On May 1, they flew with their mother in a Cessna 206 from Araraquara to San José del Guaviare. But the engine failed in flight. This was reported by the pilot, who filed an emergency signal.
The plane crashed in a dense jungle. Its fragments were only found after 370 hours. The bodies of three deceased adults were also found, but the children were not at the scene.
But, according to media reports, rescuers found something like a tent made of folded leaves. This indicated that the children could be saved. Which, fortunately, was confirmed. They are dehydrated, suffered from insect bites. But are alive.
The history of aviation knows many cases when people managed to survive the most monstrous disasters. Even if the chance of salvation was one in a million. Let’s just talk about a few.
On June 20, 2011, a Tu-134 crashed near Petrozavodsk. There were 52 people on board. We flew at night, the visibility was bad. During the landing approach, the plane hit a 50-meter pine. Seconds later, he was torn to pieces. Five survived. One of them is Alexandra Kargopolova. Thrown out of the hut by a monstrous force, she fell on arable land. It saved a life.
On August 12, 1985, a Japan Airlines Boeing 747 flying from Tokyo to Osaka crashed in the mountains of Japan. One of the greatest disasters in the world. There are 524 passengers and crew on the plane. 12 minutes after takeoff, the tail of the car detached. With incredible efforts, the pilots held out for another 32 minutes …. The rescuers did not even hope to see the survivors. Especially since they were shocked when they discovered four of them at once. including two children.
On August 16, 1989, a Northwest Airlines DC-9 took off from Detroit Airport. There are 154 people on board. Among them is 4-year-old Cecilia Sichan, who flew with her parents and older brother. On takeoff, the plane began to rock. It hit the lighting mast, part of the left wing broke off. The DC-9 went down. Little Sessilia, badly fractured and burned, is the only one to have managed to escape. She underwent four operations.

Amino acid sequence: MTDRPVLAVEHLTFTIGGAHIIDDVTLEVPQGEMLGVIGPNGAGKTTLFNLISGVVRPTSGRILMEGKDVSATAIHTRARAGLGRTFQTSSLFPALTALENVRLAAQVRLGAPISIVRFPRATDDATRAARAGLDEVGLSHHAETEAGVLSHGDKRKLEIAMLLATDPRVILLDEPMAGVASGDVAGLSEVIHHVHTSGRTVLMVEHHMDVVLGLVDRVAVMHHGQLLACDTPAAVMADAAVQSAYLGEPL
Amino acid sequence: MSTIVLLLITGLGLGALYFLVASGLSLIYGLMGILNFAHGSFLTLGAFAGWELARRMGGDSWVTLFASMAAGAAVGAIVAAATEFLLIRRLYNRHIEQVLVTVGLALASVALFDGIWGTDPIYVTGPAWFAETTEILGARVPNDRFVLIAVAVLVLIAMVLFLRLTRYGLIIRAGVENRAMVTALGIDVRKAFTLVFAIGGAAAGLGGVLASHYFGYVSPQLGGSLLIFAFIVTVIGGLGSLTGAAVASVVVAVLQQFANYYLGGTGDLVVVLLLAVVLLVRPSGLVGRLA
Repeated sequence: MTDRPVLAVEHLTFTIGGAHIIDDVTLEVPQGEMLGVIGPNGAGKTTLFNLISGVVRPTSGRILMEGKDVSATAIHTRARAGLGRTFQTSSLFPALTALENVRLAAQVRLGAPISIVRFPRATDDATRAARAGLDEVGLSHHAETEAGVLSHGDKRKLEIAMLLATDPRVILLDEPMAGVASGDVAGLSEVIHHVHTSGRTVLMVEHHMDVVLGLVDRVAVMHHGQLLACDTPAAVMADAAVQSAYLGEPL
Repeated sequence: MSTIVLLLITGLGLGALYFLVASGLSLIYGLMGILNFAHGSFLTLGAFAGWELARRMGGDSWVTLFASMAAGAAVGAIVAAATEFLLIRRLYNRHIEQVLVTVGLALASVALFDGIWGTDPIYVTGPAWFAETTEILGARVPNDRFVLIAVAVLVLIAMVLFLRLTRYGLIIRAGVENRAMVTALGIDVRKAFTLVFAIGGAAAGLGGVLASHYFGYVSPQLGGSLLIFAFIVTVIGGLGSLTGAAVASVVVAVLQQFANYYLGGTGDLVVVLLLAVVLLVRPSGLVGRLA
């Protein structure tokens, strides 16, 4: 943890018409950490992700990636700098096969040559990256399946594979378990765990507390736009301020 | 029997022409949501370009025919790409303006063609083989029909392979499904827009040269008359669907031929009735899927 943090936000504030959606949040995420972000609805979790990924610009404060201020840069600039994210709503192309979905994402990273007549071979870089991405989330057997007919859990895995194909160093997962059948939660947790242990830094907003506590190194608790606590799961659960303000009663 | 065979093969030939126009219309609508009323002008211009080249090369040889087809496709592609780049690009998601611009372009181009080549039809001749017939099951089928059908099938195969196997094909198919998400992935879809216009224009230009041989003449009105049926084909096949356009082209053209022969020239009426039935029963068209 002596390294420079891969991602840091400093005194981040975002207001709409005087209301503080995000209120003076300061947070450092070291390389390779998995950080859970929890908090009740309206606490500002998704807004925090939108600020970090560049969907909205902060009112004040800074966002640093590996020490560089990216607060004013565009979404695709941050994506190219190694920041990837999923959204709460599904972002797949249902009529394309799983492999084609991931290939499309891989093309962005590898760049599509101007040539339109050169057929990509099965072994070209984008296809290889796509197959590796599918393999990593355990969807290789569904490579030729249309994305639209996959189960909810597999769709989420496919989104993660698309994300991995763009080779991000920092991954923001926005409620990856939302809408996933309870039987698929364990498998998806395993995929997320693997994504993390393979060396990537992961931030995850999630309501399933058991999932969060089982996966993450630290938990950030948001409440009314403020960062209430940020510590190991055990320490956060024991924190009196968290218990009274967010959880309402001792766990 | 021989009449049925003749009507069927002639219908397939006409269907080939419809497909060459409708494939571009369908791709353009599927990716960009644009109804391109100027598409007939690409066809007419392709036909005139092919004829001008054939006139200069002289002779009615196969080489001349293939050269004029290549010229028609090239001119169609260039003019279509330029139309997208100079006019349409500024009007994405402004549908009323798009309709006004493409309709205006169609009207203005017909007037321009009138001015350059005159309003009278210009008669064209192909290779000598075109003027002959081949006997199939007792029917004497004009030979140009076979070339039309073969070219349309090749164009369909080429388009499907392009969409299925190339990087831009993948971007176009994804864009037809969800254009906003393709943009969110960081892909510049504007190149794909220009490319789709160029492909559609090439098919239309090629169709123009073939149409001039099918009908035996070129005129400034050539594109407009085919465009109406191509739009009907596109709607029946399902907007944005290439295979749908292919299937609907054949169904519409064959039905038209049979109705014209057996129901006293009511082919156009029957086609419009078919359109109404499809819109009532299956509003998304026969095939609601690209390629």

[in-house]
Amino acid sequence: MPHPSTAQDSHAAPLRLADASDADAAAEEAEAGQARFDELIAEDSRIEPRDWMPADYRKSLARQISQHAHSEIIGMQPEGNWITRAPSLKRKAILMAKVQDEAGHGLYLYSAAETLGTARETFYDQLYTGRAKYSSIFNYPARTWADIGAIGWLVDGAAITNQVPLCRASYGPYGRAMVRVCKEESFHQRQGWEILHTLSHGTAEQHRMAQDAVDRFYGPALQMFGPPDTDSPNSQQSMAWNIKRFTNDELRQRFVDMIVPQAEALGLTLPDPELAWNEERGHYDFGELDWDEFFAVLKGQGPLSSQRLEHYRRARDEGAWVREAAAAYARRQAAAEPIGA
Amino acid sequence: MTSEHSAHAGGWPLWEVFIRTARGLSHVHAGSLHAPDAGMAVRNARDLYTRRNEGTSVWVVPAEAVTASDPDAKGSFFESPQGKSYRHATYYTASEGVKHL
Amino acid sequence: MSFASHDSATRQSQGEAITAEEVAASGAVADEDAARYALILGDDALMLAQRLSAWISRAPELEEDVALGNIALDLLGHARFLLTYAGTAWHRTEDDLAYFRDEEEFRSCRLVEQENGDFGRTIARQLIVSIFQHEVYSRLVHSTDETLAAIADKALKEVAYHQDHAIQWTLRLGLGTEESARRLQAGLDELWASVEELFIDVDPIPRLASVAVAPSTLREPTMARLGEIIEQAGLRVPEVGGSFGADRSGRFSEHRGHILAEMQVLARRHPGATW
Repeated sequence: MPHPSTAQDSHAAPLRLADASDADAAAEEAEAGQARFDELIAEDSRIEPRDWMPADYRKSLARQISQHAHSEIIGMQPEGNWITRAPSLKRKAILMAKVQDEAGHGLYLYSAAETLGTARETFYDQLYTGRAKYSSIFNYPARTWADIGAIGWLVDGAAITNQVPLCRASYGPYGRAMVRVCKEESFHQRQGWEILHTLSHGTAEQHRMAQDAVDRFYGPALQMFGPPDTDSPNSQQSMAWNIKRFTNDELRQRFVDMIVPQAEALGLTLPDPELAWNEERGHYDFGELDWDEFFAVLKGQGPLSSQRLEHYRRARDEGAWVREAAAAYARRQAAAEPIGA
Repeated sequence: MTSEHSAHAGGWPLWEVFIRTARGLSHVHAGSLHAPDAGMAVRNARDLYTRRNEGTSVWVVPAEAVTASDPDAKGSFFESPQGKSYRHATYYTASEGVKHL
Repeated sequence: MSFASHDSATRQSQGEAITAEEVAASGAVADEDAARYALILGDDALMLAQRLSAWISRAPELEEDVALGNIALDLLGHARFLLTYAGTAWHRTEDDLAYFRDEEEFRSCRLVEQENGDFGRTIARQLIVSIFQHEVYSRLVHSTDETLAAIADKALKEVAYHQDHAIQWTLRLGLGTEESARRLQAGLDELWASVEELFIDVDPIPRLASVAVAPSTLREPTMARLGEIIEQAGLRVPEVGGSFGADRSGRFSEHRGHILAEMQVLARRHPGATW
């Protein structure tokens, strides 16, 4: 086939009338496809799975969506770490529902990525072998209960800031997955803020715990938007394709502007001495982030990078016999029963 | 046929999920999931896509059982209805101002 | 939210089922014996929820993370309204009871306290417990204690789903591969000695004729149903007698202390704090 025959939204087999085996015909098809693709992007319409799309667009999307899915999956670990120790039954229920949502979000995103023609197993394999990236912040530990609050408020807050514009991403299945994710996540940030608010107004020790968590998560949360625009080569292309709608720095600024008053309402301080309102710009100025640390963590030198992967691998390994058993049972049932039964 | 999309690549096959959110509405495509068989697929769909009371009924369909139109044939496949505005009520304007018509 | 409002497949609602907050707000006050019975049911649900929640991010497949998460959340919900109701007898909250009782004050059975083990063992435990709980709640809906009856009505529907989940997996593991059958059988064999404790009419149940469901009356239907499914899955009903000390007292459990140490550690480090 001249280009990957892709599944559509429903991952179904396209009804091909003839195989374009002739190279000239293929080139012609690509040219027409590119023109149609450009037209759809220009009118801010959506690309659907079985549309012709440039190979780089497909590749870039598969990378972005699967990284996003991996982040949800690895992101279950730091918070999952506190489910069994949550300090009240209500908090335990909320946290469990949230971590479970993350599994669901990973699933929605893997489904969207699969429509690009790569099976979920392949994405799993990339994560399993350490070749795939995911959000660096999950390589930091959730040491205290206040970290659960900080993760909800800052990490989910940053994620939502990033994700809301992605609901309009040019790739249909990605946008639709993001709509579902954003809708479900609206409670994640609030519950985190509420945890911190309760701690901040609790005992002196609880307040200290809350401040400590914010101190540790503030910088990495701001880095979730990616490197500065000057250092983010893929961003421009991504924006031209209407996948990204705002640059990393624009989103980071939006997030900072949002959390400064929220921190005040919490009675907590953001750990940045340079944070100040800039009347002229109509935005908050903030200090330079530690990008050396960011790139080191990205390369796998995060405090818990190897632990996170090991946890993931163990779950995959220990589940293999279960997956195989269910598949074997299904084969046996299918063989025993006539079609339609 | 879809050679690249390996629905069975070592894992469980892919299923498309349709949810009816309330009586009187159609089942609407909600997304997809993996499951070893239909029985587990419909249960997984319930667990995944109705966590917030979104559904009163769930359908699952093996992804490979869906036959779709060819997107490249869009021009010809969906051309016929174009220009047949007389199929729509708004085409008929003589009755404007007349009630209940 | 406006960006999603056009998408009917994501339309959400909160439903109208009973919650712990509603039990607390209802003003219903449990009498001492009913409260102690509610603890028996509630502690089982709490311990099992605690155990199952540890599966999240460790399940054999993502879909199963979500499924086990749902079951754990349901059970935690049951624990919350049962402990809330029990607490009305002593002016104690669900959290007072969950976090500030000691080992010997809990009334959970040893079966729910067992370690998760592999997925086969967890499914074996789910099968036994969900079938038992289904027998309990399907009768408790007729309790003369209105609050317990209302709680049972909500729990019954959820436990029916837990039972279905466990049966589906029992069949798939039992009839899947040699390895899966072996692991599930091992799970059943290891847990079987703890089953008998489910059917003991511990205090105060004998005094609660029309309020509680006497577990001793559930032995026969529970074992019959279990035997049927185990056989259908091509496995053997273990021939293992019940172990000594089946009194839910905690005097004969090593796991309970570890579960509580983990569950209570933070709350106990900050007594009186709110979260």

On August 24, 1981, 20-year-old student Larisa Savicka was returning from her honeymoon with her husband Vladimir. We flew on An-24 from Komsomolsk-on-Amur to Blagoveshchensk. Above the town of Zavitinsky at an altitude of 5200 meters, the plane collided with a Tu-16 bomber. Larisa is the only one of the 38 people who survived. For eight minutes, she fell from a height of 5200 meters onto a wreckage of an airplane 3 meters wide and 4 meters long. I spent two days before the rescuers arrived. Doctors found that she had a concussion, spinal injuries and broken bones. Then they wrote that compensation for relatives of the victims amounted to 300 rubles. Larisa received… 75 rubles. Because she survived.
On January 26, 1972, a Yugoslav DC-9 exploded at an altitude of 10,160 meters. He was torn to pieces. In the middle section was 22-year-old flight attendant Vesna Vulovich. Along with the debris, she fell into the forest, which softened the blow. Vesna spent 27 days in a coma and 16 months in hospital. But she survived.
On January 11, 1995, a DC-9-14 flew from Bogota to Cartagena with 47 passengers and 5 crew on board. On approach to land, the aircraft crashed into a swamp. Erica Delgado, 9, was thrown from the plane. She walked away with a broken arm. No one else was saved.
On June 30, 2009, a Yemeni A-310 flew from Paris to the Comoros. There were 153 people on board, including 13-year-old Bahia Bakari. Minutes before landing, the plane crashed into the Indian Ocean. Bahiya was thrown through the illuminator. With bruises and a broken collarbone, she managed to scale one of the wrecks left afloat. The girl spent 9 hours on it.
Valery Shelkovnikov, President of the ICAA “Flight Safety”, member of the World Aviation Safety Foundation:
- Aviation experts have long explored the question of which is the safest seat on an airplane. And they unequivocally say: there is no such recommendation.
They analyzed all flight modes – from takeoff to landing and taxiing. What do the experts recommend? First – take direct routes. Since the beginning of aviation, 50-60% of all aviation accidents have occurred during the approach and landing phases. This is the most difficult and dangerous part of the flight.
p class=””>You need to choose big planes. It’s safer than flying with little ones. On board, you must always listen as carefully as possible to the information of the flight personnel: how to behave, where the emergency exits are, the oxygen bag, etc.
Be sure to buckle up: it’s a guarantee against trouble when you strike up a small talk. Smoke is a serious obstacle on the way to salvation. Therefore, the best way to get your bearings is to count the number of rows of seats to the nearest exit when landing. Then, in case of an accident, you can find the exit of the plane by touch. Never get drunk on a plane! Drunk – will not be saved.
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